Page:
CHINATOWN — A Chinatown staple that’s been in business for 25 years is facing eviction after falling behind in rent because of the ongoing coronavirus pandemic.
Triple Crown Restaurant, located just inside Chinatown’s main gate at 2217 S. Wentworth Ave., fell $184,000 behind in rent over the past year, according to second-generation owner Spencer Ng.
While all Chicago restaurants have struggled because of the pandemic, with many forced to close, Chinatown eateries suffered sooner and more dramatically because of racist tropes surrounding the origins of the virus, Ng said.
“Everything was shut down in March but it affected us starting in December [of 2019],” Ng said. “When [Trump] was calling it the ‘China Virus’ and the ‘Kung Flu,’ Chinatowns across America were hit hard. We were getting prank calls left and right, people asking for bat soup, asking us for fried rice with a side of Corona. It’s so ignorant.”
Sam Toia, president of the Illinois Restaurant Association, said 2020 was a hard year for every restaurant in Chicago, but more so for those in Chinatown.
“Restaurants have been devastated over the last 11 months. However, restaurants in Chinatown have been devastated over the last 12 and a half months,” Toia said.
Ng said the restaurant tried for months to work out a deal with the building owners, brothers Michael and Allen Wing, but efforts were unsuccessful.
He said the rent for Triple Crown is about $25,000 per month, a rate they could only afford to pay through April of last year.
However, Ng said he made payments of $8,000 in June, July and August and thought he had an understanding with Michael Wing until it was later nixed.
Reached by phone Monday, Michael Wing referred all calls to his attorney, William Dorsey.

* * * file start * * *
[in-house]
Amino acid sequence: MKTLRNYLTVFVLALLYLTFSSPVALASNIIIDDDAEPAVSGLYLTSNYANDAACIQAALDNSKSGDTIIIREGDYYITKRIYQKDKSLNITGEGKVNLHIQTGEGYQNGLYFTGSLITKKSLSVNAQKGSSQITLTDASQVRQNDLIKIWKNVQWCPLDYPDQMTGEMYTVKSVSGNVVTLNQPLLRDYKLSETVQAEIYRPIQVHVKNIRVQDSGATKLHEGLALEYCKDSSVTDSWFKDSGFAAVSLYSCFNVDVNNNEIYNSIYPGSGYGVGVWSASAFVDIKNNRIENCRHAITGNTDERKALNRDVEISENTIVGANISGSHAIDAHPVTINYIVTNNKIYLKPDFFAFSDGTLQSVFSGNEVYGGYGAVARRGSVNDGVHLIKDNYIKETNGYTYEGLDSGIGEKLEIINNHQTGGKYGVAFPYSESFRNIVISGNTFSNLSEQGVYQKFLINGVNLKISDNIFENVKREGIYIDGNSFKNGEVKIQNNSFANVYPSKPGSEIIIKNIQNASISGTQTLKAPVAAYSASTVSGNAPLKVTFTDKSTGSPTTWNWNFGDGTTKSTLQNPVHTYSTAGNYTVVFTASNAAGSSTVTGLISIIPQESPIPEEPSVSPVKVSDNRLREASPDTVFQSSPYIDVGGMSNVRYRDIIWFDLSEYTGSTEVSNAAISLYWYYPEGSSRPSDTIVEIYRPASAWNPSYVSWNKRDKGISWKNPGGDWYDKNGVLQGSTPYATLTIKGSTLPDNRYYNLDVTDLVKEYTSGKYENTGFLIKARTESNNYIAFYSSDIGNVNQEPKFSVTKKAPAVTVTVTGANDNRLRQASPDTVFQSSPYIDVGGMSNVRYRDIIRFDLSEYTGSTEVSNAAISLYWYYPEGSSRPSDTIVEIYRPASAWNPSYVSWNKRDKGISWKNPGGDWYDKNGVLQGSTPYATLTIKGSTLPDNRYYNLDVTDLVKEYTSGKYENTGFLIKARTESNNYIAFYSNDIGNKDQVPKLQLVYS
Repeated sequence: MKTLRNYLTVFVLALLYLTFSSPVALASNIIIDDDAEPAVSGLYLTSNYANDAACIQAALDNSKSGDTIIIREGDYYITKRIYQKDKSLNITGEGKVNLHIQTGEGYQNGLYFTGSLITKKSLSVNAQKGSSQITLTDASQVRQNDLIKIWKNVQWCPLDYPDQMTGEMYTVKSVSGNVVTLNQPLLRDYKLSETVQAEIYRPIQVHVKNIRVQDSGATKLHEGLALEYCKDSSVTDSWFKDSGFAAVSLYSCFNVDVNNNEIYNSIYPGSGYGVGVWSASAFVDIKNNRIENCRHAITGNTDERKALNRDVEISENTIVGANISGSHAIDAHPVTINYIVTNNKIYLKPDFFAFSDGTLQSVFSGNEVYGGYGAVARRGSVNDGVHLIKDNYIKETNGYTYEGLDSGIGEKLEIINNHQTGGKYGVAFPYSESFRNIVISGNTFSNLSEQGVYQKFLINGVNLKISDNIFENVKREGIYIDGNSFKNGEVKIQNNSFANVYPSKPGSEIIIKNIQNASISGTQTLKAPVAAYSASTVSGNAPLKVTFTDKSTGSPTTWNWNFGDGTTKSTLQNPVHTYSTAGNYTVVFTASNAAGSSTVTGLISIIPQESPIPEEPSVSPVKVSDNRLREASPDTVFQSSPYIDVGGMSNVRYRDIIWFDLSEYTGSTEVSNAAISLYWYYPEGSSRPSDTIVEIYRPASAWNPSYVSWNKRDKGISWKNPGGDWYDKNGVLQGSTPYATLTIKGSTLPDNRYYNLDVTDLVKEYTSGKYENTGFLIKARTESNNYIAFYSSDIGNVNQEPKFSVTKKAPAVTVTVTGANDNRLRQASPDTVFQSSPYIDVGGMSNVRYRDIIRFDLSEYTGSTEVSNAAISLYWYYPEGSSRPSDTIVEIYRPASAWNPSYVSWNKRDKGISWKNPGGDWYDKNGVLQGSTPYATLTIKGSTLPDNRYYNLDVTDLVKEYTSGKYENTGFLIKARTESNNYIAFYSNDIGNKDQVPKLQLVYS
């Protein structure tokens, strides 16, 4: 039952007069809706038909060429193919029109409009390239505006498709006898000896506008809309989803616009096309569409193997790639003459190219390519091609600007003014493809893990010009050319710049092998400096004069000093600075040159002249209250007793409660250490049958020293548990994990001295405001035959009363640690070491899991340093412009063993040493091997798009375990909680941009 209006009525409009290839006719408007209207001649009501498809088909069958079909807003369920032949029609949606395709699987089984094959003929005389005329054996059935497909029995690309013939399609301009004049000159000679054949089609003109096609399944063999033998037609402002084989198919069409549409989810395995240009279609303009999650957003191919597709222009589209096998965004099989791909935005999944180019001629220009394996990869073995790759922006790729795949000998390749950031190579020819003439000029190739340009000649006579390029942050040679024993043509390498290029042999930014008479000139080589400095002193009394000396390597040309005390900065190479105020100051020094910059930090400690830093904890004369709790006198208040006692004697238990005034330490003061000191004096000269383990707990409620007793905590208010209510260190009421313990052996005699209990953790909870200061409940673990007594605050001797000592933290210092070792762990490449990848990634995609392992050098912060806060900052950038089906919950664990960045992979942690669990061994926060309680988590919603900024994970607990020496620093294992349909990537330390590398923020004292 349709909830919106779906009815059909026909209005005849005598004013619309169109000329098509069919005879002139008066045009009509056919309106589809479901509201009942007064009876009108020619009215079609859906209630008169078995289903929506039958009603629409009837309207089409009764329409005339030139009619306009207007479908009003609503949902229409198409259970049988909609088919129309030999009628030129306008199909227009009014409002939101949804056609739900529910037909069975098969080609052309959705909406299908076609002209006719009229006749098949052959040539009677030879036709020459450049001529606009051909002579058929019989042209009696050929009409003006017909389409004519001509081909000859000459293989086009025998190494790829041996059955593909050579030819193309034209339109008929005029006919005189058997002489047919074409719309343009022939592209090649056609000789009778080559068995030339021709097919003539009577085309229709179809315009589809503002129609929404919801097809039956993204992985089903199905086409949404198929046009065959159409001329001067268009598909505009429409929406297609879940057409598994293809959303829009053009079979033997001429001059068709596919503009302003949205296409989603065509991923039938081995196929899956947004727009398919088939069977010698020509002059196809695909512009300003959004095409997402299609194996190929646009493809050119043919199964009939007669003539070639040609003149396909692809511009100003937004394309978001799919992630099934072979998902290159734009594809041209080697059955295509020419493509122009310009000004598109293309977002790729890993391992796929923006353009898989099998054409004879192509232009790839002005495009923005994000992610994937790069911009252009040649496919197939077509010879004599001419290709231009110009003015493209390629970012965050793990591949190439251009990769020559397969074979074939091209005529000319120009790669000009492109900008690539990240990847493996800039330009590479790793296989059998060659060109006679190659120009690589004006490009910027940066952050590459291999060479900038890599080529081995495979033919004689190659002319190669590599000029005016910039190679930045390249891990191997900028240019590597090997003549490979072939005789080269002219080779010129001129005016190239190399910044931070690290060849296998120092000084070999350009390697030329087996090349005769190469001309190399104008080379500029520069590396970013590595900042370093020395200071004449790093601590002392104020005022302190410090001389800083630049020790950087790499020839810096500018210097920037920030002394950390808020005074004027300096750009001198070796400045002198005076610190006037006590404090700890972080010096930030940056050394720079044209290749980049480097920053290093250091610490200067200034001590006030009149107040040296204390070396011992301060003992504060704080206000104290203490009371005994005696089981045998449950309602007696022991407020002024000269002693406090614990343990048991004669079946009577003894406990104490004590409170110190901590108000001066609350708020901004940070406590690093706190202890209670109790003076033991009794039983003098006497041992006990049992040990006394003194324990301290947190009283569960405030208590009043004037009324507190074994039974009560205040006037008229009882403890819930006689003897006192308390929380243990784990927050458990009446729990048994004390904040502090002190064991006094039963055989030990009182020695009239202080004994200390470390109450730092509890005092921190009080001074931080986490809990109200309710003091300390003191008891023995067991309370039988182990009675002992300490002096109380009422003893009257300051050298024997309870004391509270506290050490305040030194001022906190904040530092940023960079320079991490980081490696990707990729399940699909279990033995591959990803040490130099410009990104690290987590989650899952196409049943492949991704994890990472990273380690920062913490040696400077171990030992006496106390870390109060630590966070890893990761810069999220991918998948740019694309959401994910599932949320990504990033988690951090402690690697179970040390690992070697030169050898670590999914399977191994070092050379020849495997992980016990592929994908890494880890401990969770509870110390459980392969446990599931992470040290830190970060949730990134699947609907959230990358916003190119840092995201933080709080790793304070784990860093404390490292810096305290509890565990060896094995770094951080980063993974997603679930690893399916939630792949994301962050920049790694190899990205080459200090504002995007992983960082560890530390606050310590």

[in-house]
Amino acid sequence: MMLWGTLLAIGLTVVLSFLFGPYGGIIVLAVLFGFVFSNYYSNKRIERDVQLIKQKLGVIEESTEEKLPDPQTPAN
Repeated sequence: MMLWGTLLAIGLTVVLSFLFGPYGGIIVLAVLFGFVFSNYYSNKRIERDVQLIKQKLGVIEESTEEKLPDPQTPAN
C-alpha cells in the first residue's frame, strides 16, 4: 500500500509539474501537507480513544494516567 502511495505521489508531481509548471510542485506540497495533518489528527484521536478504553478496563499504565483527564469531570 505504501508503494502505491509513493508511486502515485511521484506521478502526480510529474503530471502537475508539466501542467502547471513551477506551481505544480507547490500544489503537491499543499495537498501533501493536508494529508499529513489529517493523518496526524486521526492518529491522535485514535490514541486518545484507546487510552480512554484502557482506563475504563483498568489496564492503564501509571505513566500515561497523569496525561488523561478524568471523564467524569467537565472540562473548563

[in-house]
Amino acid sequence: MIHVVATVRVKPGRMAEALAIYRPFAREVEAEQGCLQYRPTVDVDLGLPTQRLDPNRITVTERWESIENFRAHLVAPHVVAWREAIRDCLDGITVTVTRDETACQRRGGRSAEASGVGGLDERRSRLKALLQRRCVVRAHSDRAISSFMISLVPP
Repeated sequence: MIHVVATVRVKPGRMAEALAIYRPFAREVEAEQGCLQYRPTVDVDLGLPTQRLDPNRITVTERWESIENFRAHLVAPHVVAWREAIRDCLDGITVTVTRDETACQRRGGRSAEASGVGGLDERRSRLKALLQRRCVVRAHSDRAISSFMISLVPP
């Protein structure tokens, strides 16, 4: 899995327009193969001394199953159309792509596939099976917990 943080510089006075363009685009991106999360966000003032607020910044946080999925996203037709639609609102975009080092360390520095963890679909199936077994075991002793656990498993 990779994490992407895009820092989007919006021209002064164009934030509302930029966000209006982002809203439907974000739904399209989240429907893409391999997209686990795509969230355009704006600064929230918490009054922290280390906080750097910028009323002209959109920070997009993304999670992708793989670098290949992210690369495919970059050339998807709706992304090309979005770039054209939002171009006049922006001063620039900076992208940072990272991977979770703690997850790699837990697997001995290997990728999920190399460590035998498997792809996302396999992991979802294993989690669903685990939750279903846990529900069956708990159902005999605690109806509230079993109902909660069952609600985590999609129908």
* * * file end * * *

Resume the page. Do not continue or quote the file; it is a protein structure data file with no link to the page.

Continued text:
“The landlord worked with the tenant to try to find a resolution before the lawsuit was commenced, but there was no payment of the base rent since April of 2020. So, if you run the math, that’s a pretty long time without paying any rent,” Dorsey said in a statement.
Ng said he was especially disappointed that Wing, who is also Chinese, took their dispute to court and is trying to evict him, noting that Triple Crown has been a tenant on Wentworth since 2008. Previously, the restaurant, started by Ng’s mother in 1996, was on 22nd Place.
He also said he proposed basing the rent on restaurant sales — which he said were down 76 percent in 2020, but the Wings rejected it.
“We proposed a sliding scale, charging us 10 percent of gross sales, but they didn’t accept that at all,” Ng said.
Toia said restaurants and landlords have adjusted rent agreements because of the pandemic with mixed results. The bipartisan Restaurants Act proposal would make such negotiations moot, he said.
“Right now we have a lot of landlords working with restaurateurs and we have a lot who are not. That’s why we’ve been pushing hard for the Restaurant Act. [Paycheck Protection Program loans were] good but the Restaurant Act would definitely help restaurants like Spencer’s in Chinatown,” Toia said.
Ng said Triple Crown did get some Paycheck Protection Program money but it was spent on vendors and employee salaries. He said the restaurant is getting by “day by day.” His dining room, which typically seats 190 people, currently has a maximum capacity of 25 patrons due to state COVID-19 rules.
“We didn’t want to open back up but our servers wanted to work. For me, it’s all about them because they have families to feed and a lot of them have been with us since we began,” Ng said.
Ng added that carry-out orders only accounted for about 10 percent of his business in the past so relying on them isn’t feasible.
“It doesn’t make up for the foot traffic we had and the tourism. Chinatown is a big attraction for people at McCormick Place and then Chinese New Year is coming up and we normally have banquets around that, but we have nothing lined up this year.”
Ng added that the restaurant is planning to offer online dumpling making classes to bring in some additional revenue, but is ultimately hoping for the city to loosen the capacity restrictions on restaurants and would like some understanding from the court.
“I’m hoping we can work something out but right now we’re just going day to day. It’s been a stressful year.”
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